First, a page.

ABOUT THE BOOK:
The Dharmic traditions - Hinduism Buddhism, Jainism, and Sikhism- share much in common, notwithstanding a number of variations among them. In all these traditions the scriptures, writings, and practices hold compassion as an integral and a supreme virtue. This collection of essays by leading scholars from different disciplines aptly captures the essence of the religious spiritual aspects of these traditions as they relate to compassion. Most of the authors are practitioner-scholars and are experts in own disciplines, including sciences humanities, social sciences, law, and religion.
The experts met in September 20 Naropa University in Boulder, Colorado for two days of lively deliberations under for auspices of the Uberoi Foundation Religious Studies, which was establish spread awareness and promote understanding of the Dharmic traditions throughout North America.
After addressing the 'central and fundamental' knowledge of these traditions and the common features and interaction among them, the essays here discuss compassion from various perspectives, as relationship with the natural world and the environment, selfless service, and the treatment of animals. A final set of essays sheds light on the significance of compassion in each ofthese Dharmic traditions.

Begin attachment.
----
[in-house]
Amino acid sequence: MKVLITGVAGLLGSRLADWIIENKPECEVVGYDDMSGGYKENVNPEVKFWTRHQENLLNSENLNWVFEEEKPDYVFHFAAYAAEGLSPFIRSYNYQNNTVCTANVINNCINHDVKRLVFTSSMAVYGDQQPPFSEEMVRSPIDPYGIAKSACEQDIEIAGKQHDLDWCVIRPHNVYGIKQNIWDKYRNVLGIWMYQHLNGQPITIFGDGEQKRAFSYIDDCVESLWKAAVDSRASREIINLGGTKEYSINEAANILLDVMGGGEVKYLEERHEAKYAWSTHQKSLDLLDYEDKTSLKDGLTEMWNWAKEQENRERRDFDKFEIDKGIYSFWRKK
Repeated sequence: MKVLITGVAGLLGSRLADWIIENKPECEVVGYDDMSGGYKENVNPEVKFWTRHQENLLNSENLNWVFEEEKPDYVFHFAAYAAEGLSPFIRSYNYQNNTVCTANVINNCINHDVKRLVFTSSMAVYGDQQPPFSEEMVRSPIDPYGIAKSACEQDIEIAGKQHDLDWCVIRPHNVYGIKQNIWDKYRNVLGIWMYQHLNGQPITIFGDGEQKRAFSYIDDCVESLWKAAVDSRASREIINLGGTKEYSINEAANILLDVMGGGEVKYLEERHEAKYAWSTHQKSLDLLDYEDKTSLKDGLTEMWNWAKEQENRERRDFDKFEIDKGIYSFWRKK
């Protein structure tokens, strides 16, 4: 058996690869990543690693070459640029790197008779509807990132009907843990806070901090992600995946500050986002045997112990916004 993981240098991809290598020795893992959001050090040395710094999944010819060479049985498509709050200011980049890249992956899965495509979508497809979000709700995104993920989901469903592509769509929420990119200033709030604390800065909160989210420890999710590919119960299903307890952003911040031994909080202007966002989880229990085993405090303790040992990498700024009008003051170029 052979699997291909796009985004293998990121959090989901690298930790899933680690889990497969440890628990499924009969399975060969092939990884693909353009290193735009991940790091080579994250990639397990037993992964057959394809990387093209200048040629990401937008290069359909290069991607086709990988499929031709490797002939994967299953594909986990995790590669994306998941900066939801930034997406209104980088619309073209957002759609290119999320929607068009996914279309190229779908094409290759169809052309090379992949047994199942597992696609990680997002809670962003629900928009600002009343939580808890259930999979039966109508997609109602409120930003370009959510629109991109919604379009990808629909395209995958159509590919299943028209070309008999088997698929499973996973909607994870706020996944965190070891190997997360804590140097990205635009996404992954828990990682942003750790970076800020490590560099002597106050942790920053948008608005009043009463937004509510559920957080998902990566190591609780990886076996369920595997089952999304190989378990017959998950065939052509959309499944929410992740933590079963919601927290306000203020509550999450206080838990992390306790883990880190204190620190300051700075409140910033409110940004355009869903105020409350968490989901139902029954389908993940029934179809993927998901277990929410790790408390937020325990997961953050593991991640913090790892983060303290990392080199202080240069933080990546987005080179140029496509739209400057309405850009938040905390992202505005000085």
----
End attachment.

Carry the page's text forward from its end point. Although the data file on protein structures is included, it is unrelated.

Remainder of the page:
As a comparative study, this is a u collection from which a clear picture err: of the central theme of moral compassionate conduct in the Dharmic traditions.
ABOUT THE AUTHOR:
Ved P. Nanda is John Evans Distinguished University Professor and Thompson G. Marsh Professor of Law at the University of Denver, where he founded the International Legal Studies Program in 1972 and now directs the Ved Nanda Center for International and Comparative Law, established in his honor by alumni and friends. He has received Honorary Doctorates of Law from Soka University, Tokyo, Japan, and Bundel khand University, Jhansi, India.
Professor Nanda holds leadership positions in the global international law community, including the World Jurist Association, American Society of International Law, International Law Association, American Law Institute, and the American Bar Association's Human Rights Center and Section of International Law. He is an officer and board member in several international and national NGOs, especially those serving the Indian diaspora and concerned with India-US relations. He is the Chair of the Uberoi Foundation for Religious Studies.
He has received numerous national and international awards, has authored or co-authored 24 books and over 225 chapters and law review articles in international and comparative law, writes a column for the Denver Post, and is a regular commentator in both the electronic and print media.